Israel and Palestine.
Is there any more divisive a topic facing our world today? Everyone has an opinion. Everyone has an answer. And nothing ever gets accomplished.
Conflict between the two is nothing new even in my short lifetime. My generation has seen it multiple times, early 2000’s in the West Bank, 2006 in Lebanon, and Gaza in 2008-09, and 2012. 2014 in fact seems a repeat of the last two outbursts. Except its not.
For me this, along with the MH17 ordeal, is the first world event I have followed primarily using a Twitter hashtag. Type in #Gaza and pictures of crumbled apartment blocks, mangled bodies, overwhelmed hospitals, and anguished survivors along with widely diverging commentary from around the world instantly deluge your timeline. Global opinion, while not usually sympathetic to Israel, has erupted into a social media induced, unadulterated fury.
Even here at home, half of older adults and a huge majority of those between 18-29 believe Israel’s latest offensive to be unjust.
But it sure doesn’t feel like it. With a few exceptions, all I’ve heard on traditional media, from conservative Christian outlets, and in personal conversations is the usual troupe: I stand with Israel. Israel has the right to defend itself. What if Mexico was lobbing rockets into Arizona? Hamas uses human shields. And so on.
To some degree American Christian sympathy is understandable, and to some degree I share it. Israel and America shared a common plight the last few decades battling the Islamist menace. Israel is a democratic society in a tough neighborhood. Perhaps even more foundational, we share a religious DNA. It’s easy to read the stories of King David or Moses and transmute them onto the modern Israeli fight for survival. In short, it feels normal to “Stand with Israel.”
But what does standing with Israel mean? Does it ONLY mean blindly giving the Israeli military a blank check to wreak whatever havoc whenever it deems necessary?
I have two children. I love them deeply. Nothing will ever change that. I will stand by them no matter what. But obviously that doesn’t mean I let them do whatever they want. Because I love them I (often) chastise, correct, and discipline. Does such a blatant fact really need stating? Apparently it does.
American evangelicals, even if you believe our faith compels supporting Israel no matter what as we do our children (a notion I vehemently disagree with but that’s another blog post): Does that not also mean we should challenge and restrain them at times?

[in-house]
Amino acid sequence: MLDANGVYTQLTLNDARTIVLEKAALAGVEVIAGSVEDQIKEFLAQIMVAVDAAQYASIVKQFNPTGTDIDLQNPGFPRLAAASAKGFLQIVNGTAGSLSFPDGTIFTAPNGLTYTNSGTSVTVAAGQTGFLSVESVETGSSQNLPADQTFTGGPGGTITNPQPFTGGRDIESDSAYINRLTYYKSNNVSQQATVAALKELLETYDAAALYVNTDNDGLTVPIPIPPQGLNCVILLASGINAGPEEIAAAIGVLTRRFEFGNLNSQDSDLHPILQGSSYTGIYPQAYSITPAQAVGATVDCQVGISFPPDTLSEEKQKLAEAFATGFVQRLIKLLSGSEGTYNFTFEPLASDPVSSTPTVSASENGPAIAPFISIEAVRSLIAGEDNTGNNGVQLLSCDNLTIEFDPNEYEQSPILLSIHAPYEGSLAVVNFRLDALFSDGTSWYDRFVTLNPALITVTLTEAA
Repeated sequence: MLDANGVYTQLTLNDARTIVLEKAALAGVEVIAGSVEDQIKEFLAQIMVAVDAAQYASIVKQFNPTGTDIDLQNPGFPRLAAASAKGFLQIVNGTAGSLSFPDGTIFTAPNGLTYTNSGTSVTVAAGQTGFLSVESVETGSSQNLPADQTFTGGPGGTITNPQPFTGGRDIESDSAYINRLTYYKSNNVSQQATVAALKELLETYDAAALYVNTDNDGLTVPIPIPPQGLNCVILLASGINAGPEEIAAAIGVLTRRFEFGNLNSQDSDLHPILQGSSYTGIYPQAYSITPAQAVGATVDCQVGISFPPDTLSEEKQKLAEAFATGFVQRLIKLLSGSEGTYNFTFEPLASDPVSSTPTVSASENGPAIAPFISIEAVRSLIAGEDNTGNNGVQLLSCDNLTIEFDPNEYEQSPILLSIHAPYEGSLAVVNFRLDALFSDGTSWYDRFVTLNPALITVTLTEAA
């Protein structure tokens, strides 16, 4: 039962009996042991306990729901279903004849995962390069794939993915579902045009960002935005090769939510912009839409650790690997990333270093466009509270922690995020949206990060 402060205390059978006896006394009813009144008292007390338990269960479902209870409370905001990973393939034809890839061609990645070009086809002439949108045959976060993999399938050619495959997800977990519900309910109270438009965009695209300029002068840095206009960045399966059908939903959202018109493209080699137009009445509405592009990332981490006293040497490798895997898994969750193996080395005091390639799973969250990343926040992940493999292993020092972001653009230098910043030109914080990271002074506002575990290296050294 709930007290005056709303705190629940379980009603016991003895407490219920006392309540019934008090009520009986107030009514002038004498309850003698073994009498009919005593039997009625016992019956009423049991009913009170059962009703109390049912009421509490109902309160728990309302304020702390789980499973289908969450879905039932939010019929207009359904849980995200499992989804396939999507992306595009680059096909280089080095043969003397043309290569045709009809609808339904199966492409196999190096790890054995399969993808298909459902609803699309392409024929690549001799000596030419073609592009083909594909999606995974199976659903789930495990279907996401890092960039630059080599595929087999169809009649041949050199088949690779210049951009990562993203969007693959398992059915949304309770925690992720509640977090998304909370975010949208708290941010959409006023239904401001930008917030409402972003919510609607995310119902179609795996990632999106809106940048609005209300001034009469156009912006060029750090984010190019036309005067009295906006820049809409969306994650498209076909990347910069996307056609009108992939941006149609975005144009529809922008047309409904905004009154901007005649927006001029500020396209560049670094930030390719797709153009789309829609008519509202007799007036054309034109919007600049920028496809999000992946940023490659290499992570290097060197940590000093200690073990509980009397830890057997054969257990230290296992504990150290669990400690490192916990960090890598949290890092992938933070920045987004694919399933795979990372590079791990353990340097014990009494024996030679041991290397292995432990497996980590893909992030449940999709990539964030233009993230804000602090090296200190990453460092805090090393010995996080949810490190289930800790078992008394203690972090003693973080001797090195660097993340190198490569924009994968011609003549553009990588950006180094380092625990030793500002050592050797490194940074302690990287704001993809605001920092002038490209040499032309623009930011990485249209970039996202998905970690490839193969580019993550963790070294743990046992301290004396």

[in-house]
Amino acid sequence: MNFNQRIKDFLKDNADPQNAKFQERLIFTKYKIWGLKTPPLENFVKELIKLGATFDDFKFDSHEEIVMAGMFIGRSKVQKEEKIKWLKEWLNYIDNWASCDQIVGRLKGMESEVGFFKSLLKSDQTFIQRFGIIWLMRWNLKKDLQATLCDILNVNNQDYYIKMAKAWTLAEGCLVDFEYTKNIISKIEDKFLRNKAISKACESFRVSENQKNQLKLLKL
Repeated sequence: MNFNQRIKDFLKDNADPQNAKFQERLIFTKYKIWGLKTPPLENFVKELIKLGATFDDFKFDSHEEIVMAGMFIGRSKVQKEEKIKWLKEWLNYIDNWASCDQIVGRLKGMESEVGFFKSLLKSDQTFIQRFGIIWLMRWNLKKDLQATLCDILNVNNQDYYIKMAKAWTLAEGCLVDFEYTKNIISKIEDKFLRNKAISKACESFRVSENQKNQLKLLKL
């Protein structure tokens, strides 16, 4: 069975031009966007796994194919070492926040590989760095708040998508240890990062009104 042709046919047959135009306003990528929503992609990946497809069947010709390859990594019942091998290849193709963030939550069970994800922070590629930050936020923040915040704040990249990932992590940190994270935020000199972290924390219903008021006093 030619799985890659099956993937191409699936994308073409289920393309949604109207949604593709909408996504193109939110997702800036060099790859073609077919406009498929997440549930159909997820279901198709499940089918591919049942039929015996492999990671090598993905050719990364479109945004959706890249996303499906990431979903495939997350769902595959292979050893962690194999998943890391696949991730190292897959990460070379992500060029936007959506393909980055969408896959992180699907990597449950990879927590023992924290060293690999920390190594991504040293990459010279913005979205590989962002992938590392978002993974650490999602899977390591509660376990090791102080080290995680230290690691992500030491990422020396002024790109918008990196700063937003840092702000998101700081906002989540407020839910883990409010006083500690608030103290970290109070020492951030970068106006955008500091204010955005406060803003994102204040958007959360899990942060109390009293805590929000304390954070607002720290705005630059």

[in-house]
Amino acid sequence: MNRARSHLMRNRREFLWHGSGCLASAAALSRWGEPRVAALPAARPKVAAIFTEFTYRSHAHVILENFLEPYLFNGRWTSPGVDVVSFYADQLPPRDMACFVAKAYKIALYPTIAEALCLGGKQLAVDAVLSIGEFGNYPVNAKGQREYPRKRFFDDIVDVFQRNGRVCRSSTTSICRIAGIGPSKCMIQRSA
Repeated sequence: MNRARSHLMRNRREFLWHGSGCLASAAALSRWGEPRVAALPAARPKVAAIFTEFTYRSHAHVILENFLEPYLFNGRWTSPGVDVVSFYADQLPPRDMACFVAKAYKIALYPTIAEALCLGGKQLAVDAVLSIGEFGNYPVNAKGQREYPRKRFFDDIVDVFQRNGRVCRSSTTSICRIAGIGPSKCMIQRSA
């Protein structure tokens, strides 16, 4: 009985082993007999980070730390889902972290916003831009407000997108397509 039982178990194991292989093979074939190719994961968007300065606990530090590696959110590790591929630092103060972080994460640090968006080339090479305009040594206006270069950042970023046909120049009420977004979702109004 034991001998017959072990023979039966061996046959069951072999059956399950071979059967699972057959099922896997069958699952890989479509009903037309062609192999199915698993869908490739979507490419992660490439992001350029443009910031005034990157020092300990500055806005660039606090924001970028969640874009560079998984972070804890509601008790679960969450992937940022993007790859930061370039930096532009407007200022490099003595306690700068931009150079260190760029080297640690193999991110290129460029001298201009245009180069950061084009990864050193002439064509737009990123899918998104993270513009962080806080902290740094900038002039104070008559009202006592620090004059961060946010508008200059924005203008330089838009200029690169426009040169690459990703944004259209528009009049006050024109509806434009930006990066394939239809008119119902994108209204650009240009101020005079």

Maybe standing with Israel means telling the IDF that 80% civilian casualties and the deaths of 149 children (as of July 21) is unacceptable.
Maybe standing with Israel means recognizing Israel is not just a secular government administration and military in the Middle East, but in fact is a religious and ethnic community that spans the globe. (see the above picture)
Maybe standing with Israel means accounting for the thousands of Jews around the world, including on our own shores, who have protested for peace. (again see the above picture)
Maybe standing with Israel means listening to those inside Israel demanding peace. Have your heard in US media about the 3000 protesters in Tel Aviv today, or about the 50 reservists who refused deployment to Gaza and wrote an open letter explaining why? Didn’t think so.
Maybe standing with Israel means pressuring the Israeli administration to drawdown the occupation and halt further settlements as the Palestinians renounce terrorism. The Palestinians in the West Bank have done this and Israel refuses to budge (while allowing settlements to continue growing).
Maybe standing with Israel means helping them to see Gaza will remain desperate and violent as long as they are besieged without commerce, without education, without resources, and without hope.
Maybe standing with Israel means challenging the government to give all citizens equal rights and to end human rights abuses in the occupied territories. Absues such as impeding liberty of movement and the right to work, to health, to education and to an adequate standard of living are common place according to the International Court of Justice.
Maybe standing with Israel means first looking ourselves in the mirror. Maybe it means our repenting of blowing off real time human suffering and complex socio-political issues with vague, glib cliches and bible verses ripped out of context.
Maybe standing with Israel means asking our fellow Christians around the world what they think of the situation. What insight might they offer?
Maybe standing with Israel means challenging them to hear the voices of the prophetic tradition we share. What would Jeremiah and Amos have to say to a government that denies justice to the poor and relies on its military complex for salvation?
Because here’s the thing, ultimately, Israel will not stand if it continues to deny hope and opportunity to its neighbors in Gaza and the West Bank. If we truly love Israel we will do everything we can to show them the only sustainable way forward is for the Promised Land to become just that . . . for everybody living there.
Impossible? No way. Ask the Irish.
In the meantime . . .
“Pray for the peace of Jerusalem.” Psalm 122:6
But don’t stop there. Also . . .
“Do justly and walk humbly” Micah 6:8